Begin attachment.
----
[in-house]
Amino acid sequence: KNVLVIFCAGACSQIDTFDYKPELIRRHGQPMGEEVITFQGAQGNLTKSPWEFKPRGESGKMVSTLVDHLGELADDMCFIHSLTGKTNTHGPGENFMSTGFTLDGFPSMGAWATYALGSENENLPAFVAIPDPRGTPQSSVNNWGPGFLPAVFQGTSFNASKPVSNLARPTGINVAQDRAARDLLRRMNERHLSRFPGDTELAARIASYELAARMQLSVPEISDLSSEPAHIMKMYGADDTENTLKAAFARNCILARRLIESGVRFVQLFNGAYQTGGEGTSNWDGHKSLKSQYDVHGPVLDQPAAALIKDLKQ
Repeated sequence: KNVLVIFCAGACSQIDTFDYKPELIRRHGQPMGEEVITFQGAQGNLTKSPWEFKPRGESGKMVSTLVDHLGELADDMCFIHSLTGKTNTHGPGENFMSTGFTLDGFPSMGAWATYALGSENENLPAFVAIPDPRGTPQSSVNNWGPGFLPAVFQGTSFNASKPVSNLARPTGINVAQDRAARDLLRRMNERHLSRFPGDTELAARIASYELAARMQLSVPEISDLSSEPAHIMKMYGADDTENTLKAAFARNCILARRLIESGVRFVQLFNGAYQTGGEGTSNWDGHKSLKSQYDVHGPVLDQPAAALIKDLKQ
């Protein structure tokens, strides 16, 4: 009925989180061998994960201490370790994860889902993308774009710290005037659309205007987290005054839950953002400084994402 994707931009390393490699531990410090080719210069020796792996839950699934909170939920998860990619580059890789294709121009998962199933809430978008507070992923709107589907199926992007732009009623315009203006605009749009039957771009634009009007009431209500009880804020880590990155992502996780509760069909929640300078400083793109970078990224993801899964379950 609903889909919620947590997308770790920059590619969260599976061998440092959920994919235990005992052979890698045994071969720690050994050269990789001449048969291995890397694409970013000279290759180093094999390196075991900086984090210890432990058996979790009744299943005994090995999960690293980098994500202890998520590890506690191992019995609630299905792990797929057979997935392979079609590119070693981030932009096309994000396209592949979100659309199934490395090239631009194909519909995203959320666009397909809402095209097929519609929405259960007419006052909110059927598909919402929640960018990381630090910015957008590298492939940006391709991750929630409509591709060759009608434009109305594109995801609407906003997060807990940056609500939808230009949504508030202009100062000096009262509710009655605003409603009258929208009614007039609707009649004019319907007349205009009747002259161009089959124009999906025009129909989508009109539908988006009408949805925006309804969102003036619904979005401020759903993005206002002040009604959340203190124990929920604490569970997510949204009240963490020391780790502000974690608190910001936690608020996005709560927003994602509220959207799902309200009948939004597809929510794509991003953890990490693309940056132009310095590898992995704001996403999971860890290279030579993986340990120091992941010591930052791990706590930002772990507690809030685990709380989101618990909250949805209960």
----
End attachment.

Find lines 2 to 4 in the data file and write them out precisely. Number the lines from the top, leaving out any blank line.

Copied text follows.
Amino acid sequence: KNVLVIFCAGACSQIDTFDYKPELIRRHGQPMGEEVITFQGAQGNLTKSPWEFKPRGESGKMVSTLVDHLGELADDMCFIHSLTGKTNTHGPGENFMSTGFTLDGFPSMGAWATYALGSENENLPAFVAIPDPRGTPQSSVNNWGPGFLPAVFQGTSFNASKPVSNLARPTGINVAQDRAARDLLRRMNERHLSRFPGDTELAARIASYELAARMQLSVPEISDLSSEPAHIMKMYGADDTENTLKAAFARNCILARRLIESGVRFVQLFNGAYQTGGEGTSNWDGHKSLKSQYDVHGPVLDQPAAALIKDLKQ
Repeated sequence: KNVLVIFCAGACSQIDTFDYKPELIRRHGQPMGEEVITFQGAQGNLTKSPWEFKPRGESGKMVSTLVDHLGELADDMCFIHSLTGKTNTHGPGENFMSTGFTLDGFPSMGAWATYALGSENENLPAFVAIPDPRGTPQSSVNNWGPGFLPAVFQGTSFNASKPVSNLARPTGINVAQDRAARDLLRRMNERHLSRFPGDTELAARIASYELAARMQLSVPEISDLSSEPAHIMKMYGADDTENTLKAAFARNCILARRLIESGVRFVQLFNGAYQTGGEGTSNWDGHKSLKSQYDVHGPVLDQPAAALIKDLKQ
């Protein structure tokens, strides 16, 4: 009925989180061998994960201490370790994860889902993308774009710290005037659309205007987290005054839950953002400084994402 994707931009390393490699531990410090080719210069020796792996839950699934909170939920998860990619580059890789294709121009998962199933809430978008507070992923709107589907199926992007732009009623315009203006605009749009039957771009634009009007009431209500009880804020880590990155992502996780509760069909929640300078400083793109970078990224993801899964379950 609903889909919620947590997308770790920059590619969260599976061998440092959920994919235990005992052979890698045994071969720690050994050269990789001449048969291995890397694409970013000279290759180093094999390196075991900086984090210890432990058996979790009744299943005994090995999960690293980098994500202890998520590890506690191992019995609630299905792990797929057979997935392979079609590119070693981030932009096309994000396209592949979100659309199934490395090239631009194909519909995203959320666009397909809402095209097929519609929405259960007419006052909110059927598909919402929640960018990381630090910015957008590298492939940006391709991750929630409509591709060759009608434009109305594109995801609407906003997060807990940056609500939808230009949504508030202009100062000096009262509710009655605003409603009258929208009614007039609707009649004019319907007349205009009747002259161009089959124009999906025009129909989508009109539908988006009408949805925006309804969102003036619904979005401020759903993005206002002040009604959340203190124990929920604490569970997510949204009240963490020391780790502000974690608190910001936690608020996005709560927003994602509220959207799902309200009948939004597809929510794509991003953890990490693309940056132009310095590898992995704001996403999971860890290279030579993986340990120091992941010591930052791990706590930002772990507690809030685990709380989101618990909250949805209960």